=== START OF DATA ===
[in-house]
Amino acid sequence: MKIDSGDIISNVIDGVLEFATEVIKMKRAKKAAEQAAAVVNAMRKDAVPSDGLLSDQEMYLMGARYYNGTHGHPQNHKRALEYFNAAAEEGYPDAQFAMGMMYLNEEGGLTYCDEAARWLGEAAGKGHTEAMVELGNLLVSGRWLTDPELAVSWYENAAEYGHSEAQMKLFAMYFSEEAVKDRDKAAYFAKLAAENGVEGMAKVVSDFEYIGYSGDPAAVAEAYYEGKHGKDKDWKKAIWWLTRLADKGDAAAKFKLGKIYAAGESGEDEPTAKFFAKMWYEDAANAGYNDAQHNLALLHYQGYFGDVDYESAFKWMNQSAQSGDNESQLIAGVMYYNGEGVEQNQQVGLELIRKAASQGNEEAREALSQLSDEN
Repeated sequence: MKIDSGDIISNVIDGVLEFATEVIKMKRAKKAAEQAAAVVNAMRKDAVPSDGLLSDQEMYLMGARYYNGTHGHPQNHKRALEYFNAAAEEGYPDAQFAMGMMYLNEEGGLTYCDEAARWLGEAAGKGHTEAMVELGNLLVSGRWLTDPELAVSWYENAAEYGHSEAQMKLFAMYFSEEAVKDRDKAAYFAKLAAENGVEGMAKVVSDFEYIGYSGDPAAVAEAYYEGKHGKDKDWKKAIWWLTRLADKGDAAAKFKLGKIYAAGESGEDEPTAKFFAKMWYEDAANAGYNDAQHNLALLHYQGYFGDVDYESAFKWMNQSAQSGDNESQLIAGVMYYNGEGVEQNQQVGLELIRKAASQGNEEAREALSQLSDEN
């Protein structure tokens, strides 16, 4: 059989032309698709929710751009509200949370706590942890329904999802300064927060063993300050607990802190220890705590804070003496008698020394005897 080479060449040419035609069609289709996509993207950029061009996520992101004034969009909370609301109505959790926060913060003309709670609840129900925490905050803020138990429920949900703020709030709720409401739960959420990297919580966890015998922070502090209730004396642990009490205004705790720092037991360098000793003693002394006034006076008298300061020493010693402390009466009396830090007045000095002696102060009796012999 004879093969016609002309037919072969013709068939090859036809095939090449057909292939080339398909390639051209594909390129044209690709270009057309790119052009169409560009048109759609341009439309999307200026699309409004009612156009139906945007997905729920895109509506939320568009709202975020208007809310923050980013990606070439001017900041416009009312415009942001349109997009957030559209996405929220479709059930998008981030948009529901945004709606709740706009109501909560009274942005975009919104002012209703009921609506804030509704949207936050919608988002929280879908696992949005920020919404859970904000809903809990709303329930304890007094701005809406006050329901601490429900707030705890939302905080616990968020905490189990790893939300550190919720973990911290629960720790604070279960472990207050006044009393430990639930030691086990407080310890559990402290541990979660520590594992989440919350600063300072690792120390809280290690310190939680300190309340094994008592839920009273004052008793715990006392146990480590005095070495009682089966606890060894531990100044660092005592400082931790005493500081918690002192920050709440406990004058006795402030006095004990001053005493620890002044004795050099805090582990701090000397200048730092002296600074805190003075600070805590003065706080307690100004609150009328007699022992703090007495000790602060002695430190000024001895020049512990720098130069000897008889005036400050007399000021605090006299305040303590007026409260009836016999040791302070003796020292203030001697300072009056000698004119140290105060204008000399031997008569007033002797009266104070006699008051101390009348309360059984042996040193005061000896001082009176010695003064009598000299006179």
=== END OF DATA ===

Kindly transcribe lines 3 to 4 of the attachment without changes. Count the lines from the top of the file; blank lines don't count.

Repeated sequence: MKIDSGDIISNVIDGVLEFATEVIKMKRAKKAAEQAAAVVNAMRKDAVPSDGLLSDQEMYLMGARYYNGTHGHPQNHKRALEYFNAAAEEGYPDAQFAMGMMYLNEEGGLTYCDEAARWLGEAAGKGHTEAMVELGNLLVSGRWLTDPELAVSWYENAAEYGHSEAQMKLFAMYFSEEAVKDRDKAAYFAKLAAENGVEGMAKVVSDFEYIGYSGDPAAVAEAYYEGKHGKDKDWKKAIWWLTRLADKGDAAAKFKLGKIYAAGESGEDEPTAKFFAKMWYEDAANAGYNDAQHNLALLHYQGYFGDVDYESAFKWMNQSAQSGDNESQLIAGVMYYNGEGVEQNQQVGLELIRKAASQGNEEAREALSQLSDEN
């Protein structure tokens, strides 16, 4: 059989032309698709929710751009509200949370706590942890329904999802300064927060063993300050607990802190220890705590804070003496008698020394005897 080479060449040419035609069609289709996509993207950029061009996520992101004034969009909370609301109505959790926060913060003309709670609840129900925490905050803020138990429920949900703020709030709720409401739960959420990297919580966890015998922070502090209730004396642990009490205004705790720092037991360098000793003693002394006034006076008298300061020493010693402390009466009396830090007045000095002696102060009796012999 004879093969016609002309037919072969013709068939090859036809095939090449057909292939080339398909390639051209594909390129044209690709270009057309790119052009169409560009048109759609341009439309999307200026699309409004009612156009139906945007997905729920895109509506939320568009709202975020208007809310923050980013990606070439001017900041416009009312415009942001349109997009957030559209996405929220479709059930998008981030948009529901945004709606709740706009109501909560009274942005975009919104002012209703009921609506804030509704949207936050919608988002929280879908696992949005920020919404859970904000809903809990709303329930304890007094701005809406006050329901601490429900707030705890939302905080616990968020905490189990790893939300550190919720973990911290629960720790604070279960472990207050006044009393430990639930030691086990407080310890559990402290541990979660520590594992989440919350600063300072690792120390809280290690310190939680300190309340094994008592839920009273004052008793715990006392146990480590005095070495009682089966606890060894531990100044660092005592400082931790005493500081918690002192920050709440406990004058006795402030006095004990001053005493620890002044004795050099805090582990701090000397200048730092002296600074805190003075600070805590003065706080307690100004609150009328007699022992703090007495000790602060002695430190000024001895020049512990720098130069000897008889005036400050007399000021605090006299305040303590007026409260009836016999040791302070003796020292203030001697300072009056000698004119140290105060204008000399031997008569007033002797009266104070006699008051101390009348309360059984042996040193005061000896001082009176010695003064009598000299006179």